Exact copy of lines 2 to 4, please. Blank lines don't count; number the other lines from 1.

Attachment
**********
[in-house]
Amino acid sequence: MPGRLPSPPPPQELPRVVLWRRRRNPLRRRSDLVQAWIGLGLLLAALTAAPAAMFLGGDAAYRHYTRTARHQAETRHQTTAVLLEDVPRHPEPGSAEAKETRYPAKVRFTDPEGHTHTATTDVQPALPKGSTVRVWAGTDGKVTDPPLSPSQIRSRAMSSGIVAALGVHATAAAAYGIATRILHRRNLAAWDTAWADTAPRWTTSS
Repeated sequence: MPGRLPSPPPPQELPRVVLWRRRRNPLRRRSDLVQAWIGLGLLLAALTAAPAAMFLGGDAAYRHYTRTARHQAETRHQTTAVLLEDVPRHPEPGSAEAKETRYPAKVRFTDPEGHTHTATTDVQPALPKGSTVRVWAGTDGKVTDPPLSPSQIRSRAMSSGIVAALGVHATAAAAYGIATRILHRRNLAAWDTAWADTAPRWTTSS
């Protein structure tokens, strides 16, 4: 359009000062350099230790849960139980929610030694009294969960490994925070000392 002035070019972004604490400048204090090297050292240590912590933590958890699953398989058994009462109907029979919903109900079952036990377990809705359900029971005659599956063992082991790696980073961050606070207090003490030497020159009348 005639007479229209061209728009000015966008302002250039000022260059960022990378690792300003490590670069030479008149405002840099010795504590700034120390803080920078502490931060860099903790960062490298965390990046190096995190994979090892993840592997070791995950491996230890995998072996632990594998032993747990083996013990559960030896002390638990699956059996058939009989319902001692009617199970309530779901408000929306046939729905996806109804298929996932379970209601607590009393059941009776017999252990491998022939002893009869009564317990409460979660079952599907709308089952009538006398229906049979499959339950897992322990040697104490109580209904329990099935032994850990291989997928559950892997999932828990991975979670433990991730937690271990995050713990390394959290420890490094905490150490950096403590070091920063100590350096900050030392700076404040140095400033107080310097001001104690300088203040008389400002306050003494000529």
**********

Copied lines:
Amino acid sequence: MPGRLPSPPPPQELPRVVLWRRRRNPLRRRSDLVQAWIGLGLLLAALTAAPAAMFLGGDAAYRHYTRTARHQAETRHQTTAVLLEDVPRHPEPGSAEAKETRYPAKVRFTDPEGHTHTATTDVQPALPKGSTVRVWAGTDGKVTDPPLSPSQIRSRAMSSGIVAALGVHATAAAAYGIATRILHRRNLAAWDTAWADTAPRWTTSS
Repeated sequence: MPGRLPSPPPPQELPRVVLWRRRRNPLRRRSDLVQAWIGLGLLLAALTAAPAAMFLGGDAAYRHYTRTARHQAETRHQTTAVLLEDVPRHPEPGSAEAKETRYPAKVRFTDPEGHTHTATTDVQPALPKGSTVRVWAGTDGKVTDPPLSPSQIRSRAMSSGIVAALGVHATAAAAYGIATRILHRRNLAAWDTAWADTAPRWTTSS
């Protein structure tokens, strides 16, 4: 359009000062350099230790849960139980929610030694009294969960490994925070000392 002035070019972004604490400048204090090297050292240590912590933590958890699953398989058994009462109907029979919903109900079952036990377990809705359900029971005659599956063992082991790696980073961050606070207090003490030497020159009348 005639007479229209061209728009000015966008302002250039000022260059960022990378690792300003490590670069030479008149405002840099010795504590700034120390803080920078502490931060860099903790960062490298965390990046190096995190994979090892993840592997070791995950491996230890995998072996632990594998032993747990083996013990559960030896002390638990699956059996058939009989319902001692009617199970309530779901408000929306046939729905996806109804298929996932379970209601607590009393059941009776017999252990491998022939002893009869009564317990409460979660079952599907709308089952009538006398229906049979499959339950897992322990040697104490109580209904329990099935032994850990291989997928559950892997999932828990991975979670433990991730937690271990995050713990390394959290420890490094905490150490950096403590070091920063100590350096900050030392700076404040140095400033107080310097001001104690300088203040008389400002306050003494000529």